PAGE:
Generalized Anxiety Disorder
What is Generalized Anxiety Disorder (GAD). Generalized anxiety disorder is a mental disorder in which a person is often worried or anxious about many things and finds it hard to control this anxiety. Feel anxious from time to time is normal when life is stressful, but when the worry interferes with day to day activities it is a disorder.
GAD can be said to have excessive and unrealistic worry which can be frightening and can interfere with relationships and daily activities. People find it difficult to control their worry, they usually anticipate disaster. A worry that does not allow you to do your daily activities. Some people can have difficulty carrying out the simplest daily activities when their anxiety is severe.
People living with GAD experience frequent anxiety for months, if not years. Living with generalized anxiety disorder can be a long-term challenge.
Symptoms of GAD.
There are many symptoms of GAD. A person may not have all the symptoms or two or more persons need not have all the same symptoms. If some of these symptoms persist for over six months it is time to seek professional help.
- Persistent worrying or anxiety about a number of areas that are out of proportion to the impact of the events
- Over thinking plans and solutions to all possible worst-case outcomes, yet most often thinking of the worst case scenarios.
- Perceiving situations and events as threatening, even when they aren’t
- Difficulty in letting go of worries
- Difficulty concentrating
- Difficulty sleeping
- Difficulty with uncertain situations
- Indecisiveness and fear of making the wrong decision
- Inability to set aside or let go of a worry
- Inability to relax, feeling restless, and feeling keyed up or on edge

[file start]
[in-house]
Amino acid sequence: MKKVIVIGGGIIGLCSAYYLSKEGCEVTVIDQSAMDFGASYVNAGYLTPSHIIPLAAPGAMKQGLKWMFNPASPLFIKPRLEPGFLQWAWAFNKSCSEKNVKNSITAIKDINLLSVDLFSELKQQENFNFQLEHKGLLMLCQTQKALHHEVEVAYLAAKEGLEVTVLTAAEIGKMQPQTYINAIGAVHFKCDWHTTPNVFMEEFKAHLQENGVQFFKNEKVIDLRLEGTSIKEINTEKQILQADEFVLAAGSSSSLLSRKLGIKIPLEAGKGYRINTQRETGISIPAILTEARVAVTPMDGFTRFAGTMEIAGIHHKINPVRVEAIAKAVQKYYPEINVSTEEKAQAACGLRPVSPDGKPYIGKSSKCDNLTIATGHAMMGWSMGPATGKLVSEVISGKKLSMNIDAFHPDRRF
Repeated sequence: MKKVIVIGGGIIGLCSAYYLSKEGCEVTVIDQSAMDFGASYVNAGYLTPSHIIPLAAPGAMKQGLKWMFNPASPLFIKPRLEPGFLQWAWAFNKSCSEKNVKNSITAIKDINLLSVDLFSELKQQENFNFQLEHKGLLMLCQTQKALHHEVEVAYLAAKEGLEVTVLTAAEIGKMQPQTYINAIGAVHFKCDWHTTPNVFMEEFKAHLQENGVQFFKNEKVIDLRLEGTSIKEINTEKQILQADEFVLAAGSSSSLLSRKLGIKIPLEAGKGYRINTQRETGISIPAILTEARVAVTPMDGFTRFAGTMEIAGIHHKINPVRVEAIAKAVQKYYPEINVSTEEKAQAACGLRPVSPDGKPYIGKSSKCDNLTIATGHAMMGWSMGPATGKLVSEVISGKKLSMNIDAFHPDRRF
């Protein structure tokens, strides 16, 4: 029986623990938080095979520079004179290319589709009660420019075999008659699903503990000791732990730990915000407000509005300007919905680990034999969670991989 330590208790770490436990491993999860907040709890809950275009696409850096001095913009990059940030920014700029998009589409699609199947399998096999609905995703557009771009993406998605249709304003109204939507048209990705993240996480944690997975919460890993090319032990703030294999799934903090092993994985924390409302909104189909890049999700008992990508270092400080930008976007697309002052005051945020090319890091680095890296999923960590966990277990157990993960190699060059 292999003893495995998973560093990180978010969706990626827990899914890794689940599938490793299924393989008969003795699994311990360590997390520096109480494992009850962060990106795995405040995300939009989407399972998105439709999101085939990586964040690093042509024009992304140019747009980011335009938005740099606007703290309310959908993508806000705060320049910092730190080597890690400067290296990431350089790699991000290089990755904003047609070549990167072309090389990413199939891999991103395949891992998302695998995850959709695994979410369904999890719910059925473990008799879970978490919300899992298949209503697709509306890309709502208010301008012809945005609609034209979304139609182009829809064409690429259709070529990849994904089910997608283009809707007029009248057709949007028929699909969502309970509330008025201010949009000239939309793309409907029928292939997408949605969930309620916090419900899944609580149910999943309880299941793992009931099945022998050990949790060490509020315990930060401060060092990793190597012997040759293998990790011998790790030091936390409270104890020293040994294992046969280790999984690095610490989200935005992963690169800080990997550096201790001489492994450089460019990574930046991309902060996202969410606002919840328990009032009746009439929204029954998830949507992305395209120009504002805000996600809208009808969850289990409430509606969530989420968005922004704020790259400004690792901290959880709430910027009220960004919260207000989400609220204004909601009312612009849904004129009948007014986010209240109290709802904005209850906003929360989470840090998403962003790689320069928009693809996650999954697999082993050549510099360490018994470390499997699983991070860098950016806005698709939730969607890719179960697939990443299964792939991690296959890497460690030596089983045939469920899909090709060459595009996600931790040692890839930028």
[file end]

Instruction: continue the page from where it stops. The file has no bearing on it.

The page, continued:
Physical signs and symptoms may include the following: fatigue, trouble sleeping, sweaty palms, feeling shaky or weak, rapid heartbeat, dry mouth, muscle tension or muscle aches, trembling, feeling twitchy, nervousness or being easily startled.
Behavioral symptoms include, Inability to relax, enjoy quiet time, or be by yourself, putting things off because you feel overwhelmed, avoiding situations that make you anxious.
The causes of GAD can be either hereditary or environmental or a combination of both. Some of the common factors include things like genetic predisposition, brain chemistry, family background, social influence, and life experiences. The exact root of the issue may be hard to determine, but GAD is generally believed to be the result of a complex interaction of genetic, biological, trauma-related, and psychological factors. The symptoms of GAD can happen as a side effect of a medicine or substance abuse. It can also be related to medical conditions, such as hyperthyroidism. This can make the body response more excitable. GAD can be triggered by family or environmental stress. Chronic illness and disease can also trigger GAD.
What is the treatment for GAD? Mental health professionals are trained to diagnose and treat GAD. GAD can be effectively treated with psychotherapy, medication, or a combination. Cognitive-behavioral therapy, or CBT, teaches skills for handling anxiety, which helps those with GAD learn to control their worry on their own.
Lifestyle changes also help to control GAD. Regular exercise, a healthy diet, getting enough sleep, avoiding caffeine, relaxation techniques such as deep breathing, avoiding alcohol and other drugs, keeping a journal to help identify anxiety triggers and coping strategies, meditation can help to ease the situation.
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